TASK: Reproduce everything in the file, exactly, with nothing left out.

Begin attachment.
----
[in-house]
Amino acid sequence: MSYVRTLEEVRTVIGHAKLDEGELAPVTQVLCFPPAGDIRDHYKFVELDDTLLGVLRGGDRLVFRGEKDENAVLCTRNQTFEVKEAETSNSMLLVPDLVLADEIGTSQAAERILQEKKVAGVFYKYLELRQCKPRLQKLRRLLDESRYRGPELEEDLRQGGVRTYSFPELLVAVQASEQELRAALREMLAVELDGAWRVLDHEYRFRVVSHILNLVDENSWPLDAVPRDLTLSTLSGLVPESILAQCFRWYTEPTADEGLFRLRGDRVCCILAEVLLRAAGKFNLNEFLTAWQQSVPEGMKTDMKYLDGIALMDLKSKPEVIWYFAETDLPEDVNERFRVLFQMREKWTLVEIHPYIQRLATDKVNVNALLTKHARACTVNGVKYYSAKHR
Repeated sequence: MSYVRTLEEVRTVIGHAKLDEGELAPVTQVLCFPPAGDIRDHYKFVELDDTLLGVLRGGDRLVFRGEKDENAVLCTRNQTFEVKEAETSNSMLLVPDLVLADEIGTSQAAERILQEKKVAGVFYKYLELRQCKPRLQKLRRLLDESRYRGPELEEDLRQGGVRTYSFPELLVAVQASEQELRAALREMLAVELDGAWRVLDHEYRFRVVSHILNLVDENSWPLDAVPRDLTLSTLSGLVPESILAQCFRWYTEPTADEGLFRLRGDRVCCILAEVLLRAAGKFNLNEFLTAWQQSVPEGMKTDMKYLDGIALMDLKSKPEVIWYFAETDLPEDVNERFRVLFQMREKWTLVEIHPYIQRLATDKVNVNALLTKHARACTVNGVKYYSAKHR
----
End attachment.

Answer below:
[in-house]
Amino acid sequence: MSYVRTLEEVRTVIGHAKLDEGELAPVTQVLCFPPAGDIRDHYKFVELDDTLLGVLRGGDRLVFRGEKDENAVLCTRNQTFEVKEAETSNSMLLVPDLVLADEIGTSQAAERILQEKKVAGVFYKYLELRQCKPRLQKLRRLLDESRYRGPELEEDLRQGGVRTYSFPELLVAVQASEQELRAALREMLAVELDGAWRVLDHEYRFRVVSHILNLVDENSWPLDAVPRDLTLSTLSGLVPESILAQCFRWYTEPTADEGLFRLRGDRVCCILAEVLLRAAGKFNLNEFLTAWQQSVPEGMKTDMKYLDGIALMDLKSKPEVIWYFAETDLPEDVNERFRVLFQMREKWTLVEIHPYIQRLATDKVNVNALLTKHARACTVNGVKYYSAKHR
Repeated sequence: MSYVRTLEEVRTVIGHAKLDEGELAPVTQVLCFPPAGDIRDHYKFVELDDTLLGVLRGGDRLVFRGEKDENAVLCTRNQTFEVKEAETSNSMLLVPDLVLADEIGTSQAAERILQEKKVAGVFYKYLELRQCKPRLQKLRRLLDESRYRGPELEEDLRQGGVRTYSFPELLVAVQASEQELRAALREMLAVELDGAWRVLDHEYRFRVVSHILNLVDENSWPLDAVPRDLTLSTLSGLVPESILAQCFRWYTEPTADEGLFRLRGDRVCCILAEVLLRAAGKFNLNEFLTAWQQSVPEGMKTDMKYLDGIALMDLKSKPEVIWYFAETDLPEDVNERFRVLFQMREKWTLVEIHPYIQRLATDKVNVNALLTKHARACTVNGVKYYSAKHR